The Tesla model Y is being built using some advanced manufacturing techniques - including the use of casting to form part of the body structure.
Previously Tesla has been using mainly hydraulic presses to form body components from aluminium blanks for the model S and X. Robots are used to move the blank into the press and then over 1000 tons of force may be applied to force the blank into shape between a pair of dies.
For the model 3 Tesla moved to more steel components, but kept some aluminium as well. If we look at the body shell of the model 3 we can see these stamped components fitted together into the body shell.
Images from the model 3 repair manual tell us where ultra high strength steel is used - in red, high strenth steel in yellow, where mild steel is used in blue and aluminium in silver.
Note also how the sides of the model 3 are constructed from three separate pressings - the outer frame of mild steel, a middle core frame of ultra high strength steel and an inner frame also of ultra high strength steel.
Now if we look at the rear floor of the Model Y we can see structures typical of casting. Structures that cannot be formed by pressing. I have highlighted a large single casting in blue. We can see a three dimensional web of metal. This is much stronger and stiffer than can be achieved with a stamped component, and a single casting like this is formed in a single process. If we look at this casting from the side ( an image published by inside evs dot com, ) we can see that many bolt attachment points are cast into this as part of the casting. They don't have to be added to a pressing as a series of further operations.
We can also look at this casting from the front of the vehicle to see how much has been integrated here.
The casting has forward projections to support the sills, and vertical projections to support the side panels, as well as projections to the rear on each side..
If we look at the front of the car we can also see differences compared with the pressing used in the model 3. The anchor points for suspension, motors and steering are quite a complex structure and a casting here would result in a big reduction in manufacturing complexity. Making these a single casting that included the front bulkhead would be another huge simplification of the manufacturing process. But the images that we have don't have enough detail to confirm that this has been done.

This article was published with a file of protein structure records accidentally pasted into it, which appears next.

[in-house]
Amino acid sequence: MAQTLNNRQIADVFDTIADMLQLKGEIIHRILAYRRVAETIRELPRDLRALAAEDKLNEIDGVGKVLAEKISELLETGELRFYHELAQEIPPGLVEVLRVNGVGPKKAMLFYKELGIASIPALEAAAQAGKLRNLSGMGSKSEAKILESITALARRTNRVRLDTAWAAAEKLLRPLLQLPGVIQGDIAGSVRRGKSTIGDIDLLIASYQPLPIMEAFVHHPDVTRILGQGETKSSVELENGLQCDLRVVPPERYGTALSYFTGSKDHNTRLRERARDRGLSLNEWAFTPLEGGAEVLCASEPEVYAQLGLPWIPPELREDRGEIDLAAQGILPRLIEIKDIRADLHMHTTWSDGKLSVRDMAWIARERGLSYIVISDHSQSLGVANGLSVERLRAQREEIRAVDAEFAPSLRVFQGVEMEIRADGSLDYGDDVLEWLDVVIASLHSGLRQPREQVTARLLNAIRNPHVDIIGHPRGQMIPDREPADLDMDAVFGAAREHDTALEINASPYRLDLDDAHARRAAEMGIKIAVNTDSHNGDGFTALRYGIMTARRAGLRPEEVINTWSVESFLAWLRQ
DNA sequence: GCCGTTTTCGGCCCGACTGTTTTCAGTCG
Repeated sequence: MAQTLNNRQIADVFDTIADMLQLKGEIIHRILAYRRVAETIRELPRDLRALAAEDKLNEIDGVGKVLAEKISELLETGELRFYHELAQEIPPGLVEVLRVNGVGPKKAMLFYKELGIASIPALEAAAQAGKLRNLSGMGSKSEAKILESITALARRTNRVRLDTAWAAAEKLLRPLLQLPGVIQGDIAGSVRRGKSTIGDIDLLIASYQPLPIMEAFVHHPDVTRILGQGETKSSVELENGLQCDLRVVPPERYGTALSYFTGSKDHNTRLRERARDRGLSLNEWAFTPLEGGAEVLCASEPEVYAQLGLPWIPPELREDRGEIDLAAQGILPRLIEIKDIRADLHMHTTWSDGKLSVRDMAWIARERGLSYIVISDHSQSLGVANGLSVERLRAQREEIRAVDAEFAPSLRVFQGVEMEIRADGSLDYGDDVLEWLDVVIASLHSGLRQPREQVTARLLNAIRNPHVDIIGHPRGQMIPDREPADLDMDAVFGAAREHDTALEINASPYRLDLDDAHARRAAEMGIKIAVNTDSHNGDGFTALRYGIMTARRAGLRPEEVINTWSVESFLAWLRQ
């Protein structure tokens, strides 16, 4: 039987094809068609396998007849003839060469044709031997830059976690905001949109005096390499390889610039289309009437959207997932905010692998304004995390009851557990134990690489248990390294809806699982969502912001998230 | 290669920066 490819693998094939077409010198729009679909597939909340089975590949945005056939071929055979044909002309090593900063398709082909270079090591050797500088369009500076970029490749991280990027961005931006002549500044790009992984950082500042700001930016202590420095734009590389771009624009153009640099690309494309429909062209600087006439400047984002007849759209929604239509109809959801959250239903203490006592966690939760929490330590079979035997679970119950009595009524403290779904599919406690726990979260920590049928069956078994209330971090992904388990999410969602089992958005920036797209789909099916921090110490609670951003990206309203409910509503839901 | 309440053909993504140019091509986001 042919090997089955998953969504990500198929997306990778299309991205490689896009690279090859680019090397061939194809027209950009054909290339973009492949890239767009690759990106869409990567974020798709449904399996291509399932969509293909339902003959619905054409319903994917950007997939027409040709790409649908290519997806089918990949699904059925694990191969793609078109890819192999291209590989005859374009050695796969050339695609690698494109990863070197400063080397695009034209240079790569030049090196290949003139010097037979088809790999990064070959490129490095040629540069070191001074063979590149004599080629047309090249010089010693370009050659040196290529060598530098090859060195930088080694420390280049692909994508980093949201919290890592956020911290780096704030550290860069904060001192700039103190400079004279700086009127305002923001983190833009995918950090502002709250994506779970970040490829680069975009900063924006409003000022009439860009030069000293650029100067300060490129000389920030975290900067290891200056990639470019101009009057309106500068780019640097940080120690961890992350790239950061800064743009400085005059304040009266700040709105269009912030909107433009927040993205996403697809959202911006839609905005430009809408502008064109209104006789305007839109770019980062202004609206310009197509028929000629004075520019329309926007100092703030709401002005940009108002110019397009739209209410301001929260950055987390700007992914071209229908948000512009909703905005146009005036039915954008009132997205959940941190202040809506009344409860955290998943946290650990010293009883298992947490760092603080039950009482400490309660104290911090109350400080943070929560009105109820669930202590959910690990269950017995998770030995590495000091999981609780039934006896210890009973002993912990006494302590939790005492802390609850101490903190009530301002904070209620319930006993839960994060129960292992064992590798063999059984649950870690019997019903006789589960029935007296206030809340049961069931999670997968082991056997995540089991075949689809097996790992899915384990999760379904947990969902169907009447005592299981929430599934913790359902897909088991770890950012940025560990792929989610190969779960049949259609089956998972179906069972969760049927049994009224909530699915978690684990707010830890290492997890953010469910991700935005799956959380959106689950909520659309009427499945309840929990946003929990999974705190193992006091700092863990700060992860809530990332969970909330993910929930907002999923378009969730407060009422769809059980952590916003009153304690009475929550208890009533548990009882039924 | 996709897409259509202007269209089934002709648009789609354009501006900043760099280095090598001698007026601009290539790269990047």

The evidence that we have doesn't show details that we would expect from castings on the door frames and sills, so I think these are still pressed components, and made of ultra high strength steel.
What we can see on the production line is that the reinforcement of the roof edge frame ends just before the front pillars. If the roof frame was cast I would expect this component to join with the front casting, or be the middle frame of ultra high strength steel that includes the front pillar.
We can also see from the production line that the outer shell that forms the side of the model Y is a pressed component. Inside this is another component that gives the side of the car more strength and is probably also pressed, and ultra high strength steel.
Other components of the model Y appear to be identical to those of the model 3 - and most likely to be the same pressed components - such as the floor over the battery. These could be replaced by another casting in the future. A casting would make this stiffer and stronger.
I have no doubt that Tesla will steadily move to increase the proportion of the body structure that is cast. Increasing both the size of the castings and their complexity.
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